There are many different kinds of certificate authorities available. A description from Windows 2000 Server documentation helps to clarify. The different players are:
- Root CA
- Subordinate CA
- Intermediate CA
- Issuing CA
The CA hierarchies are very flexible based on simple rules.
The root CA is always at the top. It has a public/private key pair with the public key living in the public certificate signed by itself. It is perhaps a bit vain but it has no equal in the line of trust. It is the CA that is actually trusted by the client and server resources. The root CA needs to be protected as much as possible in the owner organisation. It is okay to have multiple CAs in a single organisation but this implies that every trusting element needs to be updated with more root CAs.
CAs can be a child of a root CA. These are known as subordinate CAs. The subordinate CA’s certificate is signed by the root CA. There are two kinds of subordinate CAs. Intermediate CAs are responsible for verifying subordinate CAs. Issuing CAs are meant to provide certificates to end uses. An issuing CA would never provide support to a child CA (since it is not allowed). Also, an intermediate would never provide certificates except for other CAs.
The trust for certificates is chained back to the root CA. A certificate path can be constructed from the knowledge gained from the CA certificates. It is much like a linked list in nature. Given the end-user certificate, the CAs can be walked back to the root CA.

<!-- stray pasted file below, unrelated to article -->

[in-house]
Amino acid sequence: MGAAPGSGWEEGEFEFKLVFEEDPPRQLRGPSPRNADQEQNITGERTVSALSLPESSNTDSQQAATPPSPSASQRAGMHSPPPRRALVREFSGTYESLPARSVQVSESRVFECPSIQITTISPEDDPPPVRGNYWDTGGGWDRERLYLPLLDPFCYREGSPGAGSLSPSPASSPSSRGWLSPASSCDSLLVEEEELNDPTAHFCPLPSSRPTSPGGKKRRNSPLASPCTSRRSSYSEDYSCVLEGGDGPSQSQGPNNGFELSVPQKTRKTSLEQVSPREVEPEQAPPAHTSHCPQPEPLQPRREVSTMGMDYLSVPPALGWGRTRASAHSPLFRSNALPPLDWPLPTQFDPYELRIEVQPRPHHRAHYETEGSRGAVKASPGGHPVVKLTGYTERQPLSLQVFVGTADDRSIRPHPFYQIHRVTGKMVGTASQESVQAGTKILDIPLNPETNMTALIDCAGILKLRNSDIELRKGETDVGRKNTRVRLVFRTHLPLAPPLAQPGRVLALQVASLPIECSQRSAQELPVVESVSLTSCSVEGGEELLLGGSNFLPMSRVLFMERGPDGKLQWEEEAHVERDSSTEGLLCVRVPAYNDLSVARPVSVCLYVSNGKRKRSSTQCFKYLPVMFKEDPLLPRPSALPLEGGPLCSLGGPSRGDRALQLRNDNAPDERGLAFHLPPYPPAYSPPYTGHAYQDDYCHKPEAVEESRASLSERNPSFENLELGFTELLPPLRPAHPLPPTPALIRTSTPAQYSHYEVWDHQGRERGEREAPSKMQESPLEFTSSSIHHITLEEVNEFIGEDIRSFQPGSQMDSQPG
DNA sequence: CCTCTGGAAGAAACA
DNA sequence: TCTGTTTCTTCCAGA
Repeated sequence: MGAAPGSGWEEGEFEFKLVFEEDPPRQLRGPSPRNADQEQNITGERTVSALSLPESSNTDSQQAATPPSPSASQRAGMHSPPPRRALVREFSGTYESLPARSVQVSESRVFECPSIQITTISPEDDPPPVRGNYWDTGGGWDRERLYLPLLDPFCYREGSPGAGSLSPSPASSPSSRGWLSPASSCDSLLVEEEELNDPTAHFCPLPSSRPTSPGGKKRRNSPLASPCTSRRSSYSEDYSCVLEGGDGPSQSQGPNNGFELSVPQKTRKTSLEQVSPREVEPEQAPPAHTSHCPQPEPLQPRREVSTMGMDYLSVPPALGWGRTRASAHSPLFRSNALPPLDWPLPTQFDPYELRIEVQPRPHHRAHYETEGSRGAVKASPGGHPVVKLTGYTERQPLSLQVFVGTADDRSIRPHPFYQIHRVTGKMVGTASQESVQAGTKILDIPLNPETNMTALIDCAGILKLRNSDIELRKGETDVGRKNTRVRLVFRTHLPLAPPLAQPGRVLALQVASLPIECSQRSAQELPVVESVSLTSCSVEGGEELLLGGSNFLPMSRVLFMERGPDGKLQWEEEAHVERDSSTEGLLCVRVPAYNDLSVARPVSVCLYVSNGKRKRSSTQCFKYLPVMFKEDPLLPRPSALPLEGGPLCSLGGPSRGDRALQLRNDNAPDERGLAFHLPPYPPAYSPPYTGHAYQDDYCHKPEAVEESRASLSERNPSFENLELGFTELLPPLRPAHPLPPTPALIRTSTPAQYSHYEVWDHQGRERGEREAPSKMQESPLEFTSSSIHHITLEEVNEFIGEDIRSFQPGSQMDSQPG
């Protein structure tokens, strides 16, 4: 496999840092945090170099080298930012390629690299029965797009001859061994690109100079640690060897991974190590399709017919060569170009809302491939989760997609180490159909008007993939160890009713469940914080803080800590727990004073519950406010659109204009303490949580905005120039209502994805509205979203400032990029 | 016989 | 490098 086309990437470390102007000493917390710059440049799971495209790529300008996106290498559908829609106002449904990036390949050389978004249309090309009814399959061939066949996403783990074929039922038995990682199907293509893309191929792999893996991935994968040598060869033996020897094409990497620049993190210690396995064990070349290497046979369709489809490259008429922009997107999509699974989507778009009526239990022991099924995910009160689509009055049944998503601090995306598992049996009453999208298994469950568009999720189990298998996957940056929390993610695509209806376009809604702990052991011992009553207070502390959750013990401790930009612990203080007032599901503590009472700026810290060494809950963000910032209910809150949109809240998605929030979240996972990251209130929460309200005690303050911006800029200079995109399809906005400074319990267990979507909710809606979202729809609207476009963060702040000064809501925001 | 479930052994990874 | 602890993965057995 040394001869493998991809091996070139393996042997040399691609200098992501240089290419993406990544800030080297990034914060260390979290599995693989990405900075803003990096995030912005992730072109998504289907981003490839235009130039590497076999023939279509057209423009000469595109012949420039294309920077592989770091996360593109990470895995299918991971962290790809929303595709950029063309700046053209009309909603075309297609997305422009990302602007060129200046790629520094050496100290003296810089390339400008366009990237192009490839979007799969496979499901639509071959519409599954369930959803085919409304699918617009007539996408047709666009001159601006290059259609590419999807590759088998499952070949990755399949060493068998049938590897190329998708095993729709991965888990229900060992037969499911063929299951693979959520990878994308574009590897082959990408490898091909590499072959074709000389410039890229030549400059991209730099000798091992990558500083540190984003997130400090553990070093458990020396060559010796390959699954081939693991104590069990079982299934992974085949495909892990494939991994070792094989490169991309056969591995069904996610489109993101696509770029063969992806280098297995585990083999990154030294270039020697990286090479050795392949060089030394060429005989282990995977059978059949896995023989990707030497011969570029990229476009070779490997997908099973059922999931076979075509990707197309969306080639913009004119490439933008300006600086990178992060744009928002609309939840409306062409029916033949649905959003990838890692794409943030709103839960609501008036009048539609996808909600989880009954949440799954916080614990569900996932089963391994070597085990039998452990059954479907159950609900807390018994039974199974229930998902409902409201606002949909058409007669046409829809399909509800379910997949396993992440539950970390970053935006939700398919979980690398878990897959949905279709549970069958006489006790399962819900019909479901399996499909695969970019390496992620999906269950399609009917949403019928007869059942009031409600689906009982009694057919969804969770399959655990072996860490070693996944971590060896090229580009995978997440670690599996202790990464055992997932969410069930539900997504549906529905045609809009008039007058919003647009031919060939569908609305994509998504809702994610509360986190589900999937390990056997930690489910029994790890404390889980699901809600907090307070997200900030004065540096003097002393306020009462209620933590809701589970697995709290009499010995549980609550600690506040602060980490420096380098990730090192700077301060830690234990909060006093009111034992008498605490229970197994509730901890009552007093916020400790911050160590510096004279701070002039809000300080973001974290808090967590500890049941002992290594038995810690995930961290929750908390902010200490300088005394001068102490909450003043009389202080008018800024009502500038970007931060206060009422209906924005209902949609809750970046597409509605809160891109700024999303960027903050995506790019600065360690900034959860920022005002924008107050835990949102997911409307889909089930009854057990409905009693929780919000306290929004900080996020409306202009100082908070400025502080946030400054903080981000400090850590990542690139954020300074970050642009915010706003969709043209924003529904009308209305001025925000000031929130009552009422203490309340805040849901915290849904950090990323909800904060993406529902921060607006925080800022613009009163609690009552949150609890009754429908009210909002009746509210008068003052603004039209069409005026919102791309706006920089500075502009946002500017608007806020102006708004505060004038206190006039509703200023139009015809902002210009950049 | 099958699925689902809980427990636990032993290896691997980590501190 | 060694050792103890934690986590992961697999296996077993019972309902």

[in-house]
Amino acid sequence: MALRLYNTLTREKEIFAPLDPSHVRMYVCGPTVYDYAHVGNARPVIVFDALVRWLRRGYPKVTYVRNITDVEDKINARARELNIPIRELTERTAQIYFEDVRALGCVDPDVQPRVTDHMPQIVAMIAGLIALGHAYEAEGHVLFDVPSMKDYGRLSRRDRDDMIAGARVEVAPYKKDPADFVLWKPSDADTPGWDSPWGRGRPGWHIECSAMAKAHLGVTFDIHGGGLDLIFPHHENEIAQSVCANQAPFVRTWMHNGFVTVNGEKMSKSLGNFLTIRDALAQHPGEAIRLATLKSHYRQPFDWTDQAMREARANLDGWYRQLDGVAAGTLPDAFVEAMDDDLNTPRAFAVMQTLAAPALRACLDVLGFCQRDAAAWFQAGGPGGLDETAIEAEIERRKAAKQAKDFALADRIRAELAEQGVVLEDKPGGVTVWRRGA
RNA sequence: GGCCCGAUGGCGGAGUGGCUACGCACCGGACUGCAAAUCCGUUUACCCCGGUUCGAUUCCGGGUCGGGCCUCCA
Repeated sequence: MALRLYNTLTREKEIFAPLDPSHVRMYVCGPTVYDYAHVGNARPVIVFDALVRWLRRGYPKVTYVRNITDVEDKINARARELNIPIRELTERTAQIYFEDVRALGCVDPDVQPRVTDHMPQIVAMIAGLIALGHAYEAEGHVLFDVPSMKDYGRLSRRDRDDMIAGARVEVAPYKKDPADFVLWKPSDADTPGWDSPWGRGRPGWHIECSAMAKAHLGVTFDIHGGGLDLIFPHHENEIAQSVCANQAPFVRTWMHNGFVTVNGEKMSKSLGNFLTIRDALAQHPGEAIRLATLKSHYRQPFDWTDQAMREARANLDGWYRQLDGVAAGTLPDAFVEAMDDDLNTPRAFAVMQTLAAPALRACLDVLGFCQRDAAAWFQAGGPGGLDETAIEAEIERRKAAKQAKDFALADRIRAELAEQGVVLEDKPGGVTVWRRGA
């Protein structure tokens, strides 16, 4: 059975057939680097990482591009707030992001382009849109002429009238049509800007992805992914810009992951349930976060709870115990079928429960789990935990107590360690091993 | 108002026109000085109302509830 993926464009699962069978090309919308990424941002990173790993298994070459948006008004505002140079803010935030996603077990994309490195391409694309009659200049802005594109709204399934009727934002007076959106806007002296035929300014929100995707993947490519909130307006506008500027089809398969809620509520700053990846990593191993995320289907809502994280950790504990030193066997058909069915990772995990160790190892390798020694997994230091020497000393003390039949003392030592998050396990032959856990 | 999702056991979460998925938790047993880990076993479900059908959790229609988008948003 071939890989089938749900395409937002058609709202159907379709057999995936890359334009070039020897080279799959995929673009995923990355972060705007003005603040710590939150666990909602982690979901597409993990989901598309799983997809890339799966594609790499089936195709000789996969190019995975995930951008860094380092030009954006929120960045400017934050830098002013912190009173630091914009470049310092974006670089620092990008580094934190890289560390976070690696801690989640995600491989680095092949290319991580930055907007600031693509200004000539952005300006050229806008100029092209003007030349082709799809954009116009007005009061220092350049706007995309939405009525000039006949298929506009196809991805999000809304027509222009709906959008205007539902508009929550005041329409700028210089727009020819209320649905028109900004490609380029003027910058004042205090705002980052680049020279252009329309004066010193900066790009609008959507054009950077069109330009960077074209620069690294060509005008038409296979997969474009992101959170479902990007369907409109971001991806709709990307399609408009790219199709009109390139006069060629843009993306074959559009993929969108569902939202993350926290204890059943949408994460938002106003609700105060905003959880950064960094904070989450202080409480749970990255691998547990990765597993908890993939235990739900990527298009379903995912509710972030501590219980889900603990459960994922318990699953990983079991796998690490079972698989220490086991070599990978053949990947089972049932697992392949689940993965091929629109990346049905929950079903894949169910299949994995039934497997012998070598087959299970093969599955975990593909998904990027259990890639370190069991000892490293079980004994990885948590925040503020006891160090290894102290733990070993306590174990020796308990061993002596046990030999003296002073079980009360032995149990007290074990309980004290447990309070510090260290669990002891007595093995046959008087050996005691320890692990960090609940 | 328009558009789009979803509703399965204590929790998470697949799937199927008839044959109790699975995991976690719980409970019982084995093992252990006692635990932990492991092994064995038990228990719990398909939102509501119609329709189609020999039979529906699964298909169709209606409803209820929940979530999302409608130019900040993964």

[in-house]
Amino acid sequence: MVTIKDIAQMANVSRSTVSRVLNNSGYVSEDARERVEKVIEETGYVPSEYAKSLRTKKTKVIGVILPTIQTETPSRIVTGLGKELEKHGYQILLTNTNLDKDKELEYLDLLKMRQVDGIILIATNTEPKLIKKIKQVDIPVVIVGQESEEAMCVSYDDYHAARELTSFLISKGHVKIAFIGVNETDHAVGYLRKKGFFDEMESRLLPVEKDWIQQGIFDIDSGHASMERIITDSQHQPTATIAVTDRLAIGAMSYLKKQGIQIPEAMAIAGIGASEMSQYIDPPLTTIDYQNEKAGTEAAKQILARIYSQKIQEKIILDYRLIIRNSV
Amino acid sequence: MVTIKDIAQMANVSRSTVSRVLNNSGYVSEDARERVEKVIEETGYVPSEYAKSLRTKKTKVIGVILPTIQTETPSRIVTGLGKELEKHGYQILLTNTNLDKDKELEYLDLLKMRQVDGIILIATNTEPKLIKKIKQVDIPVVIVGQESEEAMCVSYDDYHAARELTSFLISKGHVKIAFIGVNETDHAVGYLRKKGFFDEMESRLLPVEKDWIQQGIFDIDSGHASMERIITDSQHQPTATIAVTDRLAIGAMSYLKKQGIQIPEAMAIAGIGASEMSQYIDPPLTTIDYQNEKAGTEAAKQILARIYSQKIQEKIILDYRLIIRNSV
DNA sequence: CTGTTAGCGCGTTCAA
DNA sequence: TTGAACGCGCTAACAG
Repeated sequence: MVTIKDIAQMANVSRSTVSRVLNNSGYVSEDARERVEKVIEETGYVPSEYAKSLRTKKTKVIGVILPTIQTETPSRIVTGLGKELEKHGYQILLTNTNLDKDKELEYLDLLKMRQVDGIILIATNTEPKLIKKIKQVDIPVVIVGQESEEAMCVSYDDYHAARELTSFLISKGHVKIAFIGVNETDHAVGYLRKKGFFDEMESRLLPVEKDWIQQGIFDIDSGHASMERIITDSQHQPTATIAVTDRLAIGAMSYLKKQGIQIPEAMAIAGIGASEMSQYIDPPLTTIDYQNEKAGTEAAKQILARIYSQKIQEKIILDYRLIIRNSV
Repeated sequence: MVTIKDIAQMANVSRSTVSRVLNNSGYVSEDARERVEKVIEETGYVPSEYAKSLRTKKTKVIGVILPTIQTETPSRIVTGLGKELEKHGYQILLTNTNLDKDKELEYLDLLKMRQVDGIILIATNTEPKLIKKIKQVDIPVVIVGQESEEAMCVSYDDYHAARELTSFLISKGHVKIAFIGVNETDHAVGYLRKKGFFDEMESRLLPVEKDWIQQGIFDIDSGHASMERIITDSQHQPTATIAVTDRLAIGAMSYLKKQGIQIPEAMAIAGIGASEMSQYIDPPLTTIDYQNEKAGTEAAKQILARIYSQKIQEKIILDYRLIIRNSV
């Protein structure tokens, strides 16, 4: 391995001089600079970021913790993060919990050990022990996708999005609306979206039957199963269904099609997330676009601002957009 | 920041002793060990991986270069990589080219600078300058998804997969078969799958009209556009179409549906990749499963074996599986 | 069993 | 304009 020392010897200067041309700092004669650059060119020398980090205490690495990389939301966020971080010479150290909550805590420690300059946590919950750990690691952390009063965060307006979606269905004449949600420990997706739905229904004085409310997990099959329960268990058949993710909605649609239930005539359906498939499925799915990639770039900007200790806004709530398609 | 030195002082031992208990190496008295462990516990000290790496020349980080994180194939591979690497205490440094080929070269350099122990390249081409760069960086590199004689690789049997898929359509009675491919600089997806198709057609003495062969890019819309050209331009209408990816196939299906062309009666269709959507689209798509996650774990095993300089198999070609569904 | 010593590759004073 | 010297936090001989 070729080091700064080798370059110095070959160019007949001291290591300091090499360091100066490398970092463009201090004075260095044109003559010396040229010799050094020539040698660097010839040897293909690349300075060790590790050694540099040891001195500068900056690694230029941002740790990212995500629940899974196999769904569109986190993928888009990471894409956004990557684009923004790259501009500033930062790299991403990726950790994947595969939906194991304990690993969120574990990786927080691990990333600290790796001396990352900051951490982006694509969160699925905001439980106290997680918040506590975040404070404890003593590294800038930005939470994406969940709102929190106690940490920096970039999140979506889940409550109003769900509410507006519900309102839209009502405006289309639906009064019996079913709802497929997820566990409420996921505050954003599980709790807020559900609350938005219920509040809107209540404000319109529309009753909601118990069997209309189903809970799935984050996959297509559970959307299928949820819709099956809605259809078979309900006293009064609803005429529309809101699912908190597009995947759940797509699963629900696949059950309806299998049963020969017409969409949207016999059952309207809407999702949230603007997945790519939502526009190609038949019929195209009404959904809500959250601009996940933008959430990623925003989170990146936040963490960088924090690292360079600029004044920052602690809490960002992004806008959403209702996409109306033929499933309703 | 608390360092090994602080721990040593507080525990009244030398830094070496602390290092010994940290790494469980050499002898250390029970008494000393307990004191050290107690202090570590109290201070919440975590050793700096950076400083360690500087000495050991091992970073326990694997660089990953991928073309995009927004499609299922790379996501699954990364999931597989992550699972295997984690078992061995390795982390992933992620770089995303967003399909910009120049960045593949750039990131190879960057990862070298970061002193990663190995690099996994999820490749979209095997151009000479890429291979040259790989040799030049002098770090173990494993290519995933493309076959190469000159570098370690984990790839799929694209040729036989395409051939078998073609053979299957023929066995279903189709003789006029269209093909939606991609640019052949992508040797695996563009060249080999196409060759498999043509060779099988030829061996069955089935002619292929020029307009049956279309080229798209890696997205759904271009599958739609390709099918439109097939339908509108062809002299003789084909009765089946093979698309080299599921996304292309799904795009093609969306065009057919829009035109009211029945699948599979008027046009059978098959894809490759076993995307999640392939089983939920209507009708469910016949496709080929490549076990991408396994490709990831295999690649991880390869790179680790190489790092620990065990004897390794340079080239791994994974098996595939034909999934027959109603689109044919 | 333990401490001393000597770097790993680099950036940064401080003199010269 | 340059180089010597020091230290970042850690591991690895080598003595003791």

For Windows, trust is gained by having the root CA certificate in the “Trusted Root Certification Authorities” store.
Based on documentation, if Windows trusts an intermediate CA, it will add it to the Intermediate Certificate Store.
Windows (at least in Windows 2000) trusts certificates based on this flow:
Reasons for validation failing:
- Dates are invalid or expired
- Certificate not in correct format
- Certificate fields might be invalid or missing
- Thumbprint or signature do not match reality
- Cert has been revoked
- Root CA is not in the trust root certificate store
Interestingly, if a CA certificate in the path is expired, it can still be possible for the certificate at the bottom to be valid. The key is that the CA certificate was valid when the bottom certificate was issued. This is a strange twist but makes sense given the alignment of dates would be very complex otherwise.
These ideas are coming from a Microsoft point of view and might not match the rest of the world. Also, the main source used was from Windows 2000 which is not the latest version. So far, this was the most straight forward reference.